Make Music For Yourself

Your songs. Recorded. For yourself.

That’s the mindset shift that helped me change songwriting from an activity filled with anxiety, shame and guilt into a wellness practice I look forward to every day.

What you are about to read is 30 years in the making. It started when I got kicked out of my band for not being good enough.

To be fair, those guys were really damn good. But little did I know, that was the beginning of a bullshit story I came to rely on to get out of finishing songs.

Like an itch you shouldn’t scratch, little bits of song ideas constantly haunted me.

  • A few words strung into a lyric with a melody that came out of nowhere.
  • Endless rhythms that took over my body. Tapping away on tables, desks and thighs.
  • Riffs and chords taking up residency in my brain and refusing to move out. Damn groove squatters.

My initial reaction was to label every idea as stupid and try to ignore them. But the ideas just wouldn’t stop. Unless.

Ah yes, unless I finished the song AND recorded it. Recording it is what gets it out of the imagination and into reality.

And that is what every song desires. It is what every songwriter needs.

  • But what if nobody listens?
  • What if they listen and think it sucks?
  • What if I think it sucks?
  • What if it really does suck?
  • You can’t make money with music.
  • There are more important things you should do with your time.

After ignoring music for too long, getting back into it, sucking so bad (that part ain’t over), looking into every way possible to make a living with music, taking too many courses, writing and pitching for sync placements that never happened and all sorts of other nonsense, I decided to do the simplest thing I could.

Give myself a break.

Take away all judgement. Remove any expectations. And make a little time every day to focus on the one voice in my head I really cared about. The creative voice begging to be made real.

And now that you don’t have to be perfect, you can be good.

— John Steinbeck

That means there is only one person the song is being made for. Me.

One person. One song. Recorded.

I’ve spent a lot of time thinking about the value of making music for no one but yourself.

The health and wellness benefits, how it impacts the people around you and yes, the potential of a song to move someone.

More importantly, I’m like most people that have a penchant for writing songs. I have a family to take care of, a day job and a hazy goal of retiring someday without living in poverty or growing bored to death.

All of this brought me to a few simple truths that help writing and recording songs become a healthy and rewarding habit – even if nobody hears them but me.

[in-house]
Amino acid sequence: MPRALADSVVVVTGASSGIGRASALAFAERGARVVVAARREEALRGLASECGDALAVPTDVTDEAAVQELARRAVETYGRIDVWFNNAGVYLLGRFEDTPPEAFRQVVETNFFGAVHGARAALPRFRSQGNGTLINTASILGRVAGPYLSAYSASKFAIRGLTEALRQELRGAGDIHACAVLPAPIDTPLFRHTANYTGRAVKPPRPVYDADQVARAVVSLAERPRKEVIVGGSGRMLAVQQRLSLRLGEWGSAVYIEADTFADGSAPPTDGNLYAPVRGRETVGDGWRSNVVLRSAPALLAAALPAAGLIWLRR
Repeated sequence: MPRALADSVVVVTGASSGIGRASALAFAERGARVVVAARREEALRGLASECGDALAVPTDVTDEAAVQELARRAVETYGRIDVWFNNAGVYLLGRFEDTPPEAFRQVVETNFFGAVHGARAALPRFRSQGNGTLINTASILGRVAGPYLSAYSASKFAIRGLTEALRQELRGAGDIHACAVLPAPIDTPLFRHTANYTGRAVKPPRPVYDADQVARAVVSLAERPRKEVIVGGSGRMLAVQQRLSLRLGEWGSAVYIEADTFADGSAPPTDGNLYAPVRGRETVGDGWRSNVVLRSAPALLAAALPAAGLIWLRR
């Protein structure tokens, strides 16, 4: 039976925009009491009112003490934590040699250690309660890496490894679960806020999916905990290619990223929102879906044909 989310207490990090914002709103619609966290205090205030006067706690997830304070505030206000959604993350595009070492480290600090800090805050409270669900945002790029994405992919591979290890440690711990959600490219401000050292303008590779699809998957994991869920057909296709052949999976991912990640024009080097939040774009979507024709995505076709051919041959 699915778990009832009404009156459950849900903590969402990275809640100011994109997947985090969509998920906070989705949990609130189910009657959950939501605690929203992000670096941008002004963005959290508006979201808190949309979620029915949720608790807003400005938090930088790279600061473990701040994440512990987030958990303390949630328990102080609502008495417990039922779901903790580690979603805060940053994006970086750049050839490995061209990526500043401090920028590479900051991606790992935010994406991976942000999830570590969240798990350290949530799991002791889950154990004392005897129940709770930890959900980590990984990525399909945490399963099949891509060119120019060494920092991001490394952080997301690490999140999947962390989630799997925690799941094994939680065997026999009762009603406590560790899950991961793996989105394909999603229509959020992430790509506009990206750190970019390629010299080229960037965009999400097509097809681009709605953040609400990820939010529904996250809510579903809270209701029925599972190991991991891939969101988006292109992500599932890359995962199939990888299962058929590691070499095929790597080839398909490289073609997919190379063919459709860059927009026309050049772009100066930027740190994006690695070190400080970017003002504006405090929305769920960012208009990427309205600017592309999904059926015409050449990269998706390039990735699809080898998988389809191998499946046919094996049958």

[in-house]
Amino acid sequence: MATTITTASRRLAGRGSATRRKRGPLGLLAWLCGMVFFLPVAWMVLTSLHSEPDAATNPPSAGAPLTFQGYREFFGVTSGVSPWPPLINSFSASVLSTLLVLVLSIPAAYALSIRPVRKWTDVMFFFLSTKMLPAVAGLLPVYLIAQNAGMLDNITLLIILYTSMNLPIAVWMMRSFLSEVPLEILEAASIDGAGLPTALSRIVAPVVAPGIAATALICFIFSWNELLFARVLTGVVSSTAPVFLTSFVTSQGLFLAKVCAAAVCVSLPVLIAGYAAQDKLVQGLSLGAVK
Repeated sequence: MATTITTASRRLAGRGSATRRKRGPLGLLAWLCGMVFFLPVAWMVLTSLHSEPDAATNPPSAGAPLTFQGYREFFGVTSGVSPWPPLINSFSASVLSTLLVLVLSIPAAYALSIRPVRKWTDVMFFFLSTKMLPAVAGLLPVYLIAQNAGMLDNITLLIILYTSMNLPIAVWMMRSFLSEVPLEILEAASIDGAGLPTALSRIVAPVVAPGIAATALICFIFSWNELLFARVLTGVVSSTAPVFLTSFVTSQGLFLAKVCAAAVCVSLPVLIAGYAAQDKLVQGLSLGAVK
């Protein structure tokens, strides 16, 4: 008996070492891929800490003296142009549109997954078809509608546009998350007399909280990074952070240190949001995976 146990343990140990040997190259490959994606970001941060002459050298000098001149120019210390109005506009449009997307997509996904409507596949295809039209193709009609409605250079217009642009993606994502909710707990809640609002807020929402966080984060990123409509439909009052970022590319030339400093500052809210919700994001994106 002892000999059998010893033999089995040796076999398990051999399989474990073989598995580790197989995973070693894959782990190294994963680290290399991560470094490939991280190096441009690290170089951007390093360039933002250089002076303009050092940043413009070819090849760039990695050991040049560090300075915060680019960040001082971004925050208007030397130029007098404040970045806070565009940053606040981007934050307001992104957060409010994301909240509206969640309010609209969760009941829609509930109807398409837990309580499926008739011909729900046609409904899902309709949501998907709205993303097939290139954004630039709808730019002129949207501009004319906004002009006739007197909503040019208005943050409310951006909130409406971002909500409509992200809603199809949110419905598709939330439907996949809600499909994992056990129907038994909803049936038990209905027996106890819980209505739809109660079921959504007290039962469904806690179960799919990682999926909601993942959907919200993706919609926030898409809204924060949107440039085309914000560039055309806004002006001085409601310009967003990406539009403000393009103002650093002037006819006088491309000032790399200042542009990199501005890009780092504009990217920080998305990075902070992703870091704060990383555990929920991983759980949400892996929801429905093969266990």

Simple Truth #1 – You Are A Songwriter

Let’s face it. If you are still reading this, you are a songwriter.

It is an important part of what makes you you. You are probably never going to stop wanting to write songs. You may succeed at suppressing the sounds in your head for some time. Even years.

But if you are the type of person who catches themselves stringing words together in a singable way, resistance is futile. So let’s figure out how to enjoy it.

Simple Truth #2 – There Are No Excuses

It’s never been easier to capture and organize ideas and turn them into good sounding tracks. Even publish the music if you choose to.

A laptop, an audio interface, a mic and headphones are all you really need to get started. Don’t let gear acquisition syndrome slow you down. 😉

Simple Truth #3 – Regret Sucks

Regret comes from unfulfilled desires. Wanting something and not doing anything about it is a guaranteed path to disappointment.

Getting good at something comes from doing it. Some people get a head start with natural talent. But everyone has to practice.

Something is learned with every attempt. With every completed track, we get a little better at:

  • Writing lyrics
  • Coming up with chord progressions and rhythms
  • Arranging songs
  • Recording, mixing and production
  • And most of all – you learn many things about yourself. Your taste, talents, creativity, your decision-making muscle and so much more.

It is an excellent habit to have.

Simple Truth #4 – Songwriting Is Healthy

There are studies that show journaling and keeping a diary help relieve anxiety and depression.

Don’t worry. Be happy.

– Bobby McFerrin

Treating songwriting like diary entries not only feeds the hungry creative in you, it also helps your subconscious figure out whatever is on your mind and going on in your life. Stuff you may not even be aware of on the surface.

Revisiting these entries years later adds a whole new dimension to the photo album of your life.

We even have the technology to store data on the internet permanently. Imagine who might be interested in hearing your voice, ideas and rhythms well in the future.